Contribution to April’s History Blog Circle:
Historical thinking is important, but it’s hard, even “unnatural”. Likewise, assessing historical thinking is daunting, but very necessary. Both doing and assessing historical thinking require practice. Lots of it. This practice is worthwhile because reading and writing like historians are skills that students will use in college, career, and civic life.
The current issue of The Journal of American History features a lively round table discussion on the future and value of US History survey textbooks. In the article Amy Kinsel, Professor of History at Shoreline Community College (WA), outlines purposes for teaching US History:
My goals for my survey courses are to help my students learn what the historical discipline is, ask a few historical questions, think critically about some primary and secondary sources, write an arguable thesis statement, produce some form of analytical writing that is not plagiarized, and become better “consumers” (for want of a better term) of information in general and of historical information in particular…More and more, I believe that the information literacy skills I try to teach my students are among the most important learning outcomes of my survey courses.
I share these aims for my high school history classes. Obviously, we live in an information rich world, and students need practice working with information. Hence, the ongoing relevance of history education.
In fact, teaching historical thinking skills is one way to address the ELA in the content areas of the Common Core State Standards. I am confident that addressing the historical thinking skills in the MN State Social Studies Standards (download here) also addresses several CCSS standards for ELA. The new College, Career, and Civic Life (C3) framework for social studies standards recognizes this. C3 stresses critical literacy skills, while also making the case that historical, geographic, economic, and political inquiry are inherently valuable.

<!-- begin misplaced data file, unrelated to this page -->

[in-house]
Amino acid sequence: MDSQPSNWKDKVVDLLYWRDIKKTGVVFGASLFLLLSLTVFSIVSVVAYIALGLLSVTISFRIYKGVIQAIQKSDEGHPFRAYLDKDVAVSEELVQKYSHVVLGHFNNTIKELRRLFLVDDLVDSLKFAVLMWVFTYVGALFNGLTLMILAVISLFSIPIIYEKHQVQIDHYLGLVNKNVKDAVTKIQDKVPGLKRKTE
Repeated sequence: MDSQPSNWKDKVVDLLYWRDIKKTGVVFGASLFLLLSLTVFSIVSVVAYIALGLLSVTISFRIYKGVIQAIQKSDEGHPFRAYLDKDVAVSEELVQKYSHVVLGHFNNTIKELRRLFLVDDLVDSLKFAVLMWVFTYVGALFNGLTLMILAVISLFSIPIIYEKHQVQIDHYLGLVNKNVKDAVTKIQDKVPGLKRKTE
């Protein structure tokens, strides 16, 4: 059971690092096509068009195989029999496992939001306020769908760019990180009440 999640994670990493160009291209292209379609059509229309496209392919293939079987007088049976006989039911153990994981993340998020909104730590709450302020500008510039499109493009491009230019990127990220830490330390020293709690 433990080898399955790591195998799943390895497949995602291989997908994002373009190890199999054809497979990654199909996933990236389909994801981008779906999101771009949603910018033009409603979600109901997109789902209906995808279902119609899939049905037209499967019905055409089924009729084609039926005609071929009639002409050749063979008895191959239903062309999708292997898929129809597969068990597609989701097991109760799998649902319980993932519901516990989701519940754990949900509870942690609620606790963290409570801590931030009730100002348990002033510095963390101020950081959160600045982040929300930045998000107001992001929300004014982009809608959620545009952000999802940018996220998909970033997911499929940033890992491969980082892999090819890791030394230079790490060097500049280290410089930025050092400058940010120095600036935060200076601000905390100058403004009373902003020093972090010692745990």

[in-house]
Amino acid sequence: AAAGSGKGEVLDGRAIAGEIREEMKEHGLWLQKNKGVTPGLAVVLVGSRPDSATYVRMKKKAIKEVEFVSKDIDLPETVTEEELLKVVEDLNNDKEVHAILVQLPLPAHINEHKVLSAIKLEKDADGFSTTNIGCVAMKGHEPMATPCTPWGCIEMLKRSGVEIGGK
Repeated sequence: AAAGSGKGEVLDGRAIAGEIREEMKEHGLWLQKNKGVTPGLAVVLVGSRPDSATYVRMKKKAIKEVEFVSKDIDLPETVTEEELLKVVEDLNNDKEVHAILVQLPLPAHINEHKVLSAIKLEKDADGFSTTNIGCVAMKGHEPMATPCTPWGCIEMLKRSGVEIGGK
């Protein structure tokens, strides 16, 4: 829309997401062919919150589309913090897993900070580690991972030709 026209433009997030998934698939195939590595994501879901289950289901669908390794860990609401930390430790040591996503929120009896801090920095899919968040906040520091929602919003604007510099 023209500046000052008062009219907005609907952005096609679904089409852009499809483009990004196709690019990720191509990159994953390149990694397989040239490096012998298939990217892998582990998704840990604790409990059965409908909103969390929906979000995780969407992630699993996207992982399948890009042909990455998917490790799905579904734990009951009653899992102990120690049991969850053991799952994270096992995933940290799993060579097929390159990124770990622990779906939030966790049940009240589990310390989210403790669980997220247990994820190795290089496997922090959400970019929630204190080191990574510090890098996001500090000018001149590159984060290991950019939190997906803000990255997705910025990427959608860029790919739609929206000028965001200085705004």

Of course, valid and reliable assessment is needed to make historical thinking skills an important part of history curricula. The difficulties in assessing historical thinking are one barrier to more inclusion of vital higher order tasks in high school history courses. While many teachers think they know how to fairly assess mastery of discrete facts, measuring student thinking seems inherently problematic, and since most such assessments involve writing, it is time consuming, too.
Enter rubrics! Working collaboratively in my Global Studies PLC and through twitter I am developing a rubric for historical writing. Using this rubric with colleagues has led me to two fairly obvious, yet still important, conclusions: 1) mastering an unfamiliar skill takes time, and 2) complex skills are mastered one step at a time. So, last term my student teacher and I focused on improving eleventh grade students’ historical skills with one paragraph, evidence based writings. We assessed these with a simplified form of the rubric, using just the evidence and sourcing lines.
Providing practice and rubric-based feedback helped students to improve. The first time through, using SHEG’s Augustus activity, we emphasized using and citing evidence and discussed sourcing. A strong majority of students (32/41) used evidence proficiently or better by supporting their claim about Augustus’s leadership with two pieces of evidence. But, despite some quality small- and large-group discussion during the activity about the impact of sourcing on the documents, far fewer students were proficient at the higher order task (4/41). This fits my previous observation that it’s hard. I recorded grades based almost solely on student use of evidence, since this was focus of instruction for the task.
As with any difficult task, becoming proficient at sourcing analysis requires repetition. Global Studies students next did this with SHEG’s First Crusade activity. They read Christian and Muslim
sources then guessed the identity of a third. In class discussion Mr. Holmstrom highlighted words and phrases that students used to inform their guess about the author. We did not assess this, but I did refer to it frequently during the next graded activity. Students used evidence from documents taken from the Center for New History and Media’s French Revolution site to support an interpretation of the Revolution’s causes. Students read all or most of these documents over several days. After the Crusades intervention and ongoing discussion of sourcing, the number of students proficiently analyzing sourcing more than doubled (9/37). Comments from colleagues working with students this term, including some of mine from tri 2, indicate that sourcing needs more practice. But, that is what it will take to develop this valuable skill.